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2 March 2024
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In COVID-19’s Wake, the New Normal Creates Crypto Opportunities

The COVID-19 pandemic has been a challenge for everyone, but it has created many opportunities for us in the blockchain industry. In most industries, sales vectors are declining, as bankruptcies and layoffs rule the day. But companies in the crypto and blockchain space have been expanding, hiring and applying for new licenses. 

The pandemic has caused suffering in this industry, as in others, but the fundamentals of crypto are better than those of traditional financial markets. We will experience some reshuffling, but the crypto and blockchain industry will become stronger through this crisis. Newmarket participants are looking for derivative and margin products, and they’re increasingly looking to trade on their phones and mobile applications. 

A second wave

The next wave of COVID-19 would eviscerate new, underdeveloped companies. That’s why sustainability is very important. Soon, there will be a crash test not just for crypto players but for everyone. Those efficient companies will persist, however, and the industry may become stronger for it. 

Traditional investors fear whether a second wave will again plunge the traditional market into turmoil. In March, Bitcoin’s (BTC) price fell to approximately $3,000 and promptly rebounded to over $9,000, even briefly hitting $10,000. By regaining its pre-pandemic level, we see how Bitcoin bounced back a lot faster than other financial investments. I anticipate crypto prices to collapse and quickly rebound in the event of a second wave of COVID-19.

Crypto will continue to grow strong despite a global economic recession though many still suffer from COVID-19 and the effects of lockdown. In a global economic recession, individuals and institutions have been turning away from traditional assets and have been seeking opportunities in cryptocurrency.

Traditional and institutional to become more aggressive in crypto

Therefore, traditional investors will continue to turn toward crypto assets, especially family offices and asset management companies. The market will only mature, particularly initial exchange offerings, decentralized finance and traditional financial markets. We see traditional investors becoming more aggressive when investing in this space, as well as building incubators for blockchain projects.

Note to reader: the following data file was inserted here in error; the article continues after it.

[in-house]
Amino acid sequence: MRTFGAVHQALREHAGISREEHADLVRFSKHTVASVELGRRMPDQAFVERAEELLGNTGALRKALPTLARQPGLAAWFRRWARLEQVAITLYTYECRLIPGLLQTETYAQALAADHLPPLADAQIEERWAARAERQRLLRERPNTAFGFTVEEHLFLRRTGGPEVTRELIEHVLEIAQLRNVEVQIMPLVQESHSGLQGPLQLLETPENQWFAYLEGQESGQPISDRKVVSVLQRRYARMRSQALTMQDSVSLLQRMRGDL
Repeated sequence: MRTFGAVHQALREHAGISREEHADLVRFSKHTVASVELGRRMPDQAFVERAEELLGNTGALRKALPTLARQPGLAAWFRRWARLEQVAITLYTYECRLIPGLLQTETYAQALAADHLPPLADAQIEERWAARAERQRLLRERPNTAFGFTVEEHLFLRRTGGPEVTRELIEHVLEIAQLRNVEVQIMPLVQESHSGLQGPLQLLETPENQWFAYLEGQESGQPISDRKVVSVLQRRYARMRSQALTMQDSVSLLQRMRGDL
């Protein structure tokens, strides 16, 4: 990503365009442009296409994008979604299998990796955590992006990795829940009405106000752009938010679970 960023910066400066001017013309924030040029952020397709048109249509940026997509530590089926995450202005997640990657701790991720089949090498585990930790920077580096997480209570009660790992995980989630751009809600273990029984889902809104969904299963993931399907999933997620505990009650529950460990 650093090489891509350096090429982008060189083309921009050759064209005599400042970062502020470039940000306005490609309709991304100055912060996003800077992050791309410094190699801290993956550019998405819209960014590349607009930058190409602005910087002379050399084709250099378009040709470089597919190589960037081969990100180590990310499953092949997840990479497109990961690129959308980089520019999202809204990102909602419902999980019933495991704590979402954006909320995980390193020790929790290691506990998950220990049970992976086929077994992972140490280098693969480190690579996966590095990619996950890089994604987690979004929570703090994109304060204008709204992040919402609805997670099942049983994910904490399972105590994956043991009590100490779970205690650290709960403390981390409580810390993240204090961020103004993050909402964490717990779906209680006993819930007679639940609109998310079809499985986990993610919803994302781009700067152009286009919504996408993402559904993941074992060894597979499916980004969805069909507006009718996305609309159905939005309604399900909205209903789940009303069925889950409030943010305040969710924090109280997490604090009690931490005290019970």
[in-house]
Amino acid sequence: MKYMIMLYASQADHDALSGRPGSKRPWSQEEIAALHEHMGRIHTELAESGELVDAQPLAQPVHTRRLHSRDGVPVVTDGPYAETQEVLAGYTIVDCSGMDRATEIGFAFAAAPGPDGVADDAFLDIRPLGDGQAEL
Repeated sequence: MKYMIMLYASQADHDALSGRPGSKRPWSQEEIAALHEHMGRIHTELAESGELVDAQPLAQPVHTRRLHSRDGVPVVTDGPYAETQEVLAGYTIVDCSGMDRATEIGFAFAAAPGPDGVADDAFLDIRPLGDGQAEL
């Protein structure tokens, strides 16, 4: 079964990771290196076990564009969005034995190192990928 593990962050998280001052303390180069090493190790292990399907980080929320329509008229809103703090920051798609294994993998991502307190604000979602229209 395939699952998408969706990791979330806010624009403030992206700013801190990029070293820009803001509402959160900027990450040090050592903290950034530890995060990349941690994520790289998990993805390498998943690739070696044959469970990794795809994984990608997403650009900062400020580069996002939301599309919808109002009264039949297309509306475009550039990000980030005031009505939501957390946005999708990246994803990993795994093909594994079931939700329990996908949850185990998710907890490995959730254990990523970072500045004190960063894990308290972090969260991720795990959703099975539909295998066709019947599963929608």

Multinational companies and even banks have set up new investment arms for blockchain technology and cryptocurrency, looking to diversify into these alternative assets. According to a recent Fidelity survey, 80% of institutional investors found digital assets appealing, while 60% of them have been proactively looking at Bitcoin as part of their usual portfolio investment. 

In the survey, 74% of United States institutional investors and 82% of European investors saw cryptocurrency as appealing. Meanwhile, 36% of institutional respondents were attracted to cryptocurrency because it is “uncorrelated to other asset classes,” and 34% were attracted by the innovative nature of the technology. And 33% liked the high upside potential. 

Commenting on the survey, Tom Jessop, the president of Fidelity Digital Assets, said: “These results confirm a trend we are seeing in the market towards greater interest in and acceptance of digital assets as a new investable asset class.” He also added:

“This is evident in the evolving composition of our client pipeline, which spans from crypto native funds to pensions.”

Work from home is an opportunity for crypto

The shift of offline business and physical activities to an online setting to crypto and blockchain startups. From here on out, we will see discussions and debates over cryptocurrency investment from billionaires and traditional investors. Whether they support it or not, they will keep a closer eye on crypto and blockchain technology. 

In the “new normal,” blockchain technology can be applied to the Internet of Things, medical systems, supply chains, and can be used for transparency in financial markets, charity and nongovernmental organizations. In Asian countries, for instance, little is known about how NGOs spend their money, and how many middlemen take a cut. 

Related: The Future of Philanthropy Lies in Blockchain Technology

Sometimes, only 10% of a donation reaches those who truly need it. If this process is put on a blockchain, then everything is on-chain and transparent. There is no black box, and we can track donations to ensure that they are going where they were initially intended to go. After companies adopt blockchain technology for these purposes, only then will they begin to discuss tokenization. 

For now, to be certain, most of the attention remains on Bitcoin. In a post-COVID-19 world, diversifying portfolios will become increasingly important, especially for asset management companies and banks. COVID-19, therefore, is an opportunity for crypto to penetrate new markets, to work with big banks and to attract mainstream investors.

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